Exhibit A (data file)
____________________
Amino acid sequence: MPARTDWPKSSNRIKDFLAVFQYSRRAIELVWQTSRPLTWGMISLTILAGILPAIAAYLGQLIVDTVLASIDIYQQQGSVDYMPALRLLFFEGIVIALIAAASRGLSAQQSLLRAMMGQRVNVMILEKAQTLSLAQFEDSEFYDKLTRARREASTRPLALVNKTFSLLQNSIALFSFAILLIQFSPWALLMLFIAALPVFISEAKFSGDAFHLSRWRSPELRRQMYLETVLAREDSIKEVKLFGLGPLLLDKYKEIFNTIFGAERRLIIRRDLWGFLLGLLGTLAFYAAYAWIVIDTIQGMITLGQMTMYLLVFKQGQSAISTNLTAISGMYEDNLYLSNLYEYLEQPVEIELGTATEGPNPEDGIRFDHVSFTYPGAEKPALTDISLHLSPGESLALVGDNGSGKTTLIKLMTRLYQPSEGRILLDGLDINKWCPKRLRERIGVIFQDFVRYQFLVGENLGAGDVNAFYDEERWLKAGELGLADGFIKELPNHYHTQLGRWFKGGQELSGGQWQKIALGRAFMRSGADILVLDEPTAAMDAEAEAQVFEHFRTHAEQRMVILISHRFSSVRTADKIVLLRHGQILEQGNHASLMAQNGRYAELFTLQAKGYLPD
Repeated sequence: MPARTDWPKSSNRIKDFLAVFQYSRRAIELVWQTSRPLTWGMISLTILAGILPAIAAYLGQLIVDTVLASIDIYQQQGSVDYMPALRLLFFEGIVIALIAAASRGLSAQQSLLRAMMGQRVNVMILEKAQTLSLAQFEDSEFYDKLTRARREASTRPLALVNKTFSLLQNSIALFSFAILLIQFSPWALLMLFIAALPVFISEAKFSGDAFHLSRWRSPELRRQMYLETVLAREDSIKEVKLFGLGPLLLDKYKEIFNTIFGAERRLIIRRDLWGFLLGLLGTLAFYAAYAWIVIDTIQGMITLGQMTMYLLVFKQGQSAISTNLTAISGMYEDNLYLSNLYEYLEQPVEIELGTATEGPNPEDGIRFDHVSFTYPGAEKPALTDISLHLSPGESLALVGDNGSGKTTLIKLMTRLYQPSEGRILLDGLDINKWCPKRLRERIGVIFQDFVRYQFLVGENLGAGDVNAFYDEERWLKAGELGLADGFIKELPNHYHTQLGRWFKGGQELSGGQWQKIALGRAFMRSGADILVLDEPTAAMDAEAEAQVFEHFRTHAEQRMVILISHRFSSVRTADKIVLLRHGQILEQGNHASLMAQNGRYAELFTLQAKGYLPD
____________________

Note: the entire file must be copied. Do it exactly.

Amino acid sequence: MPARTDWPKSSNRIKDFLAVFQYSRRAIELVWQTSRPLTWGMISLTILAGILPAIAAYLGQLIVDTVLASIDIYQQQGSVDYMPALRLLFFEGIVIALIAAASRGLSAQQSLLRAMMGQRVNVMILEKAQTLSLAQFEDSEFYDKLTRARREASTRPLALVNKTFSLLQNSIALFSFAILLIQFSPWALLMLFIAALPVFISEAKFSGDAFHLSRWRSPELRRQMYLETVLAREDSIKEVKLFGLGPLLLDKYKEIFNTIFGAERRLIIRRDLWGFLLGLLGTLAFYAAYAWIVIDTIQGMITLGQMTMYLLVFKQGQSAISTNLTAISGMYEDNLYLSNLYEYLEQPVEIELGTATEGPNPEDGIRFDHVSFTYPGAEKPALTDISLHLSPGESLALVGDNGSGKTTLIKLMTRLYQPSEGRILLDGLDINKWCPKRLRERIGVIFQDFVRYQFLVGENLGAGDVNAFYDEERWLKAGELGLADGFIKELPNHYHTQLGRWFKGGQELSGGQWQKIALGRAFMRSGADILVLDEPTAAMDAEAEAQVFEHFRTHAEQRMVILISHRFSSVRTADKIVLLRHGQILEQGNHASLMAQNGRYAELFTLQAKGYLPD
Repeated sequence: MPARTDWPKSSNRIKDFLAVFQYSRRAIELVWQTSRPLTWGMISLTILAGILPAIAAYLGQLIVDTVLASIDIYQQQGSVDYMPALRLLFFEGIVIALIAAASRGLSAQQSLLRAMMGQRVNVMILEKAQTLSLAQFEDSEFYDKLTRARREASTRPLALVNKTFSLLQNSIALFSFAILLIQFSPWALLMLFIAALPVFISEAKFSGDAFHLSRWRSPELRRQMYLETVLAREDSIKEVKLFGLGPLLLDKYKEIFNTIFGAERRLIIRRDLWGFLLGLLGTLAFYAAYAWIVIDTIQGMITLGQMTMYLLVFKQGQSAISTNLTAISGMYEDNLYLSNLYEYLEQPVEIELGTATEGPNPEDGIRFDHVSFTYPGAEKPALTDISLHLSPGESLALVGDNGSGKTTLIKLMTRLYQPSEGRILLDGLDINKWCPKRLRERIGVIFQDFVRYQFLVGENLGAGDVNAFYDEERWLKAGELGLADGFIKELPNHYHTQLGRWFKGGQELSGGQWQKIALGRAFMRSGADILVLDEPTAAMDAEAEAQVFEHFRTHAEQRMVILISHRFSSVRTADKIVLLRHGQILEQGNHASLMAQNGRYAELFTLQAKGYLPD